ITA director general Ben Cohen revealed the number of accreditations for staff had been reduced ©Getty Images

International Testing Agency (ITA) director general Ben Cohen has stressed the "core" of his team will remain intact at this year’s Tokyo 2020 Olympics despite a reduction in anti-doping accreditations.

Reuters reports that the World Anti-Doping Agency’s (WADA) International Observer (IO) team has been reduced by 20 per cent for the Games in response to the coronavirus pandemic.

But Cohen insists ITA’s anti-doping programme has not been hit by any cuts with "more than 25" experts expected to be at the event.

"The IOC (International Olympic Committee) understood very well you cannot joke around some of the key functions you need at the Games and luckily we were not that affected," Cohen told Reuters.

"We had a number of accreditations for experts from different national agencies we wanted to invite to take part in running the programme and those failed but for the core ITA team luckily this was maintained.

"We have the team that was decided at the very beginning, more than 25 on site."

According to Reuters, WADA’s IO team will consist of eight officials for Tokyo 2020 compared to 10 for Rio 2016.

"We are confident that the IO team will be able to fulfil its important role effectively within what will be a unique set of circumstances this year," a spokesperson from WADA said.

Athletes will be expected to arrive in the Athletes’ Village five days prior to their competition at Tokyo 2020 before departing a maximum of two days afterwards.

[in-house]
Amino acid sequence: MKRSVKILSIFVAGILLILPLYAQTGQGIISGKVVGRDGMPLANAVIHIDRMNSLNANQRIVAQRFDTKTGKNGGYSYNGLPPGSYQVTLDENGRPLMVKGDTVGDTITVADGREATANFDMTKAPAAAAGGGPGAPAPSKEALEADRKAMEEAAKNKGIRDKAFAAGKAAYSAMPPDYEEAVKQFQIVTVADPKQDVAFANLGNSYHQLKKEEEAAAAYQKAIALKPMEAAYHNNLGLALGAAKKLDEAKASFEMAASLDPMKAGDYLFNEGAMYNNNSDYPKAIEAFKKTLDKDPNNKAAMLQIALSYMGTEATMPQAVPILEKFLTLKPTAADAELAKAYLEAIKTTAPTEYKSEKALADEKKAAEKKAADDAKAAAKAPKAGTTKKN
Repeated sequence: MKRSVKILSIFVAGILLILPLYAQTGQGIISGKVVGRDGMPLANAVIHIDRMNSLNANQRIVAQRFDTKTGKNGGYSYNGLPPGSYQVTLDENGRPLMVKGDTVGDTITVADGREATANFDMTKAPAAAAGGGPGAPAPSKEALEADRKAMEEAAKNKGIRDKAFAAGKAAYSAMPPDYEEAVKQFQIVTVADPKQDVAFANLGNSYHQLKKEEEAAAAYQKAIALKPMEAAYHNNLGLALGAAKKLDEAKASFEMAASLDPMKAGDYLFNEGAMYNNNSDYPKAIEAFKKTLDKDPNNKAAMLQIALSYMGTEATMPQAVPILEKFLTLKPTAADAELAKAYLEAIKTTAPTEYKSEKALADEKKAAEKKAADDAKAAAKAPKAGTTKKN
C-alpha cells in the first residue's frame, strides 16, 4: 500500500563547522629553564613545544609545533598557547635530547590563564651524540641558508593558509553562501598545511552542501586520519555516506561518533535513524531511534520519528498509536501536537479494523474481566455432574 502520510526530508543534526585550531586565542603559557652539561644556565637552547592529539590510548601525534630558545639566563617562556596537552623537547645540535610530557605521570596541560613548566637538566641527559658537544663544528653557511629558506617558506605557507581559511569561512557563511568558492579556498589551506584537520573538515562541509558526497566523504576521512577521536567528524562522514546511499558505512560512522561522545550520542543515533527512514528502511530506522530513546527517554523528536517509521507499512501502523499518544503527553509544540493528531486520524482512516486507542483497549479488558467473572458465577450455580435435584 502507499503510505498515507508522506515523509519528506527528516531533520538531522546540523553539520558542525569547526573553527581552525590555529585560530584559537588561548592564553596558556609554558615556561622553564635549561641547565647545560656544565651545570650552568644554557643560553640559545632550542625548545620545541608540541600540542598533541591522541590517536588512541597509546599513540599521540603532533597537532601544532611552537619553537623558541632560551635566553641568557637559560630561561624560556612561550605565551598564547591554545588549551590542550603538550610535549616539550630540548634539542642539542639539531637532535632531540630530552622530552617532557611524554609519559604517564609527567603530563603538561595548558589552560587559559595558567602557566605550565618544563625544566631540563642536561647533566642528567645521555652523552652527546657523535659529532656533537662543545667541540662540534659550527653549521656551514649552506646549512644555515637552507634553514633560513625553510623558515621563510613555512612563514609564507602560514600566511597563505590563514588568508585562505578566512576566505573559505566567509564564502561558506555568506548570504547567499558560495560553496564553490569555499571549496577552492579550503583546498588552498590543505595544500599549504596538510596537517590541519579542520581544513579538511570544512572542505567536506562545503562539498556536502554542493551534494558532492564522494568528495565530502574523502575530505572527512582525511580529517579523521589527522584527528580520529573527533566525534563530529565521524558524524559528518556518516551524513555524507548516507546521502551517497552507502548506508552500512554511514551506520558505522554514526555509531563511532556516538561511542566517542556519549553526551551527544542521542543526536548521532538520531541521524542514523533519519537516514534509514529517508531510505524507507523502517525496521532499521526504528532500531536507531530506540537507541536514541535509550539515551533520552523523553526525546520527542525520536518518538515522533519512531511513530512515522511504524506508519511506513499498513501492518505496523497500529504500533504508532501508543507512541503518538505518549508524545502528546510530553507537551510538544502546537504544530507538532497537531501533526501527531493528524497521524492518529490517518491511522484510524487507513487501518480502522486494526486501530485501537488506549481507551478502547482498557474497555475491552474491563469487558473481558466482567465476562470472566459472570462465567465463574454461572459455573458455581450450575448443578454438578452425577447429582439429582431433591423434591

But with the Village restricted to athletes only in a bid to guard them against coronavirus, the ITA faces challenges to undertake out-of-competition testing.

The ITA is set to face extra logistical challenges at Tokyo 2020 due to COVID-19 restrictions ©Getty Images
The ITA is set to face extra logistical challenges at Tokyo 2020 due to COVID-19 restrictions ©Getty Images

"It is going to be a challenge for us," Cohen said.

"I think the complexity around COVID will be whether we can circulate.

"In a normal Olympics 90 per cent of athletes are in the Village so it makes it easier to test them pre-competition."

Speaking last month ITA chair Valérie Fourneyron said she was "confident" of running a "robust anti-doping programme".

The ITA also leads the Tokyo 2020 pre-Games expert pool, comprising specialists from International Federations and National Anti-Doping Organisations representing all five continents.

The group is responsible for reviewing available information on athletes who are likely to compete in the Games.

A total of 26,000 testing recommendations were issued by the group last December after updating the pre-Games risk assessment due to the postponement of Tokyo 2020.

In comparison, the pre-Games anti-doping programme for Rio 2016 had started one month before the Games and comprised 1500 recommendations for seven at-risk disciplines.

These recommendations have already triggered additional doping controls, resulting in thousands of tests.

According to Reuters, latest WADA figures reveal there were 13,918 out-of-competition tests recorded in March, which is double the amount registered during the same month last year.

"The critical period will be now all the way until the Games," Cohen told Reuters.

"We just know we have to target the right athletes, the right sports, the right disciplines and work hand-in-hand with the national anti-doping agencies.

"The resources are limited, the time is limited and the importance of the qualifier is critical.

"We cannot miss there, we have to be very focused and do the testing on the right athletes."